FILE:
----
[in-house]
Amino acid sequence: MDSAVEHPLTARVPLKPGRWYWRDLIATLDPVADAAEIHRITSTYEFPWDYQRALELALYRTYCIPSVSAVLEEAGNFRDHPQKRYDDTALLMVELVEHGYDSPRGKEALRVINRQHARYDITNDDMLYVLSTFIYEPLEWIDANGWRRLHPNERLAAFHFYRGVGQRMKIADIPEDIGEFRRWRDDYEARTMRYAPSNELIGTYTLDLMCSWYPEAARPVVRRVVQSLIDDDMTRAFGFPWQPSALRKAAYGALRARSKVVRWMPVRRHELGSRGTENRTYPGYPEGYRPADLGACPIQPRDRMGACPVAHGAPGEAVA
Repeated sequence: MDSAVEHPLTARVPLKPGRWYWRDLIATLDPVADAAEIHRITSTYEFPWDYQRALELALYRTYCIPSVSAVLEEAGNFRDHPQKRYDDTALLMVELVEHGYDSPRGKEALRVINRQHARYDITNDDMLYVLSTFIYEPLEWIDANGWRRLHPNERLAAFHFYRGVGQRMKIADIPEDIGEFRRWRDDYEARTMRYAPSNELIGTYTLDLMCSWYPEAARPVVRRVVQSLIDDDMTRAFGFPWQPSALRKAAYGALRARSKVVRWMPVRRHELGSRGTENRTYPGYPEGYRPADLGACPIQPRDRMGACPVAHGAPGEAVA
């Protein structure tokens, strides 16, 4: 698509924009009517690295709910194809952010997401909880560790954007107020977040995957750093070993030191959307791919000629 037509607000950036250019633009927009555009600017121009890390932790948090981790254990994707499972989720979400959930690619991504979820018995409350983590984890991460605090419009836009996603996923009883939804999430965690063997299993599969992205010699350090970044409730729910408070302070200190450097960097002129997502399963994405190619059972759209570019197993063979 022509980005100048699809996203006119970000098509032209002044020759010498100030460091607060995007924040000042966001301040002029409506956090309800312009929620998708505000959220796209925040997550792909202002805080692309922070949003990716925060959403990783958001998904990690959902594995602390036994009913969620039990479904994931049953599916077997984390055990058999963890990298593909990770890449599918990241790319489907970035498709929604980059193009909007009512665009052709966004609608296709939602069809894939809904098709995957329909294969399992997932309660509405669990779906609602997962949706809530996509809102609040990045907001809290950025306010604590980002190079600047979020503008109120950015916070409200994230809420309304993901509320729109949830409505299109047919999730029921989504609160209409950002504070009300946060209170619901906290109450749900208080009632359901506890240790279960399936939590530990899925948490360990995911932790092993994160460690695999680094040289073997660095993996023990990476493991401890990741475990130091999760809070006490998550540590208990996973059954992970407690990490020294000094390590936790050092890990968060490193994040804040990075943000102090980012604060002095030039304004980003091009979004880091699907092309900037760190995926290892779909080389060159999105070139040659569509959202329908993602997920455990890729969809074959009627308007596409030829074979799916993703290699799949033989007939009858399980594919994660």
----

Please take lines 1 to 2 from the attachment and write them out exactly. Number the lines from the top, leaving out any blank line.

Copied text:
[in-house]
Amino acid sequence: MDSAVEHPLTARVPLKPGRWYWRDLIATLDPVADAAEIHRITSTYEFPWDYQRALELALYRTYCIPSVSAVLEEAGNFRDHPQKRYDDTALLMVELVEHGYDSPRGKEALRVINRQHARYDITNDDMLYVLSTFIYEPLEWIDANGWRRLHPNERLAAFHFYRGVGQRMKIADIPEDIGEFRRWRDDYEARTMRYAPSNELIGTYTLDLMCSWYPEAARPVVRRVVQSLIDDDMTRAFGFPWQPSALRKAAYGALRARSKVVRWMPVRRHELGSRGTENRTYPGYPEGYRPADLGACPIQPRDRMGACPVAHGAPGEAVA